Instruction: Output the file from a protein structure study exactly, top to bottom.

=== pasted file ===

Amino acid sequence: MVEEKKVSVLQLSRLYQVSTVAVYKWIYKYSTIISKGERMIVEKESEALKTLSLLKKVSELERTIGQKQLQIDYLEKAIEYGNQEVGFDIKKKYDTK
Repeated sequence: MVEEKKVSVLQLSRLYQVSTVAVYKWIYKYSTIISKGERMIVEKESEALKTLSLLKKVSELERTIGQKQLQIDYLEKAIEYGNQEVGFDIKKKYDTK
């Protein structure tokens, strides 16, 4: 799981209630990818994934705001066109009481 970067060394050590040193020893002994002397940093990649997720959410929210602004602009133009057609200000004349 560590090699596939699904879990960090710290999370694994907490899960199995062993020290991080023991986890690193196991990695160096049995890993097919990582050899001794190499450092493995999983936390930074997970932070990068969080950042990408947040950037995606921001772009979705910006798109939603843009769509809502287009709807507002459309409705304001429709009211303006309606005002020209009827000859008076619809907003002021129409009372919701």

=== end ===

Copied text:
Amino acid sequence: MVEEKKVSVLQLSRLYQVSTVAVYKWIYKYSTIISKGERMIVEKESEALKTLSLLKKVSELERTIGQKQLQIDYLEKAIEYGNQEVGFDIKKKYDTK
Repeated sequence: MVEEKKVSVLQLSRLYQVSTVAVYKWIYKYSTIISKGERMIVEKESEALKTLSLLKKVSELERTIGQKQLQIDYLEKAIEYGNQEVGFDIKKKYDTK
């Protein structure tokens, strides 16, 4: 799981209630990818994934705001066109009481 970067060394050590040193020893002994002397940093990649997720959410929210602004602009133009057609200000004349 560590090699596939699904879990960090710290999370694994907490899960199995062993020290991080023991986890690193196991990695160096049995890993097919990582050899001794190499450092493995999983936390930074997970932070990068969080950042990408947040950037995606921001772009979705910006798109939603843009769509809502287009709807507002459309409705304001429709009211303006309606005002020209009827000859008076619809907003002021129409009372919701």